Sunday, 16 October 2016

AVROM TAYTLBOYM (TAYTELBOYM)

AVROM TAYTLBOYM (TAYTELBOYM) (March 1, 1889-October 16, 1947)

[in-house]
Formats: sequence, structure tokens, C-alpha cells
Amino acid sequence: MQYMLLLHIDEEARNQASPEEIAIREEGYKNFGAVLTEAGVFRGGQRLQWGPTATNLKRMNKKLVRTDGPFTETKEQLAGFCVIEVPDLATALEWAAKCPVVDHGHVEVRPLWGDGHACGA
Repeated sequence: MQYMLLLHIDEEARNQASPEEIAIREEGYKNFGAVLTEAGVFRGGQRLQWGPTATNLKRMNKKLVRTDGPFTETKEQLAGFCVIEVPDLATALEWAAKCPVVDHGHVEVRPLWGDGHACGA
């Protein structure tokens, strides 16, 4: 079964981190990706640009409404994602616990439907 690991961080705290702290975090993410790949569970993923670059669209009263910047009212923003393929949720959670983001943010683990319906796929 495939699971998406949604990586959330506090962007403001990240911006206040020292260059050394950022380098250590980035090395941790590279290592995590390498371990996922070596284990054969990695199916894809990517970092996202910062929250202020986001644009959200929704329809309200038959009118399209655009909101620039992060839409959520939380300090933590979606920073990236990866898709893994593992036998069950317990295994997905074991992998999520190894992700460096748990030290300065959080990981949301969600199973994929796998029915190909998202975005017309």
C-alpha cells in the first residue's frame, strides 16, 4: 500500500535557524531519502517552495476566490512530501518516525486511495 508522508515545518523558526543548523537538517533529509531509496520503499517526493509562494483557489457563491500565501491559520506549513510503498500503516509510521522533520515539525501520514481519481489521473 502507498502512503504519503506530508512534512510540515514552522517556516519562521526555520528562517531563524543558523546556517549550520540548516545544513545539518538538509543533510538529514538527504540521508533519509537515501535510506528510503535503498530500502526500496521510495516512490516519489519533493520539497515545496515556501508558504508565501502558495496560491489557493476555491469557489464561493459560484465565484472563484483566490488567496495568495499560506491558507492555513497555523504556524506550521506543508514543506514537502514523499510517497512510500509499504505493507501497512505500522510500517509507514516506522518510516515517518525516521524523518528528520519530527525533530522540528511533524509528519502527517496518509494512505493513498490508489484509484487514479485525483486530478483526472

He was born in Warsaw, Poland, into a poor family which ran a soup kitchen in a courtyard off Muranów Street.  Until age sixteen he studied in religious primary school, with a rebbe in a small Hassidic synagogue, on his own in a synagogue study chamber, and secular knowledge by himself.  He worked in a Jewish bookshop, where he became acquainted with Yiddish publishing houses and publishers, and later in the office of the Hebrew-language daily newspaper Hatsfira (The times) in 1904; there he had the opportunity to meet famous Jewish writers who engendered great curiosity in this future actor and writer.  In 1905-1906 he was carried away for a short time by the revolution, but this was not to be his path in life.  In 1906 he was singing in the chorus of “Hazemir” (The nightingale) in Warsaw, in 1907 became a prompter in the troupe of “Sam Adler across America,” in 1908 began to act in theater with the Kroyze-Spavakovski troupe, and in 1909 was in the Brodshteyn troupe.  Later, he would act with other troupes, traveling with them through Russia, and later he departed for Paris, London, Buenos Aires, and then back to Paris where he also became involved in film.  During WWI he played with Moskovitsh in London, performing in English as well in such works as Richard Cumberland’s play The Jew.  In 1918 he moved to the Soviet Union to become the director of a drama studio of the Perets Society in Moscow and later the director of the Yiddish dramatic society in Minsk.  From there he moved on to Vilna where (under the influence of An-sky and A. Vayter) he worked with the Yiddish state theater under the Bolsheviks in 1919 and with the Vilna Troupe (later that year the Poles entered the city).  In 1919 he moved to New York and worked with Maurice Schwartz (at the Irving Place Theater) for two seasons.  He subsequently was director of the Palace Theater in Chicago.  In 1920 he staged (in Hebrew) Yitskhok Katsenelson’s Tarshish (Topaz), Herzl’s Dos naye geto (The new ghetto), and Perets Hirshbeyn’s Dem shmids tekhter (The smith’s daughters).  He was a guest performer, 1928-1929, in Poland, where he was a great sensation with his staging of Eugene O’Neill’s drama Di tayve unter di elms-beymer (Desire under the Elms) in his own translation from English, published in Di yidishe velt (The Jewish world) (Warsaw) 5-7 (1928).  He visited Israel in 1932, and then returned to New York and acted with Maurice Schwartz in his Art Theater.  In 1947, the last year of his life, he took part in the production of Shaylok un zayn tokhter (Shylock and his daughter) in Schwartz’s theater.  Together with Yankev Mestl, he also founded the theater studio that was later to become Artef.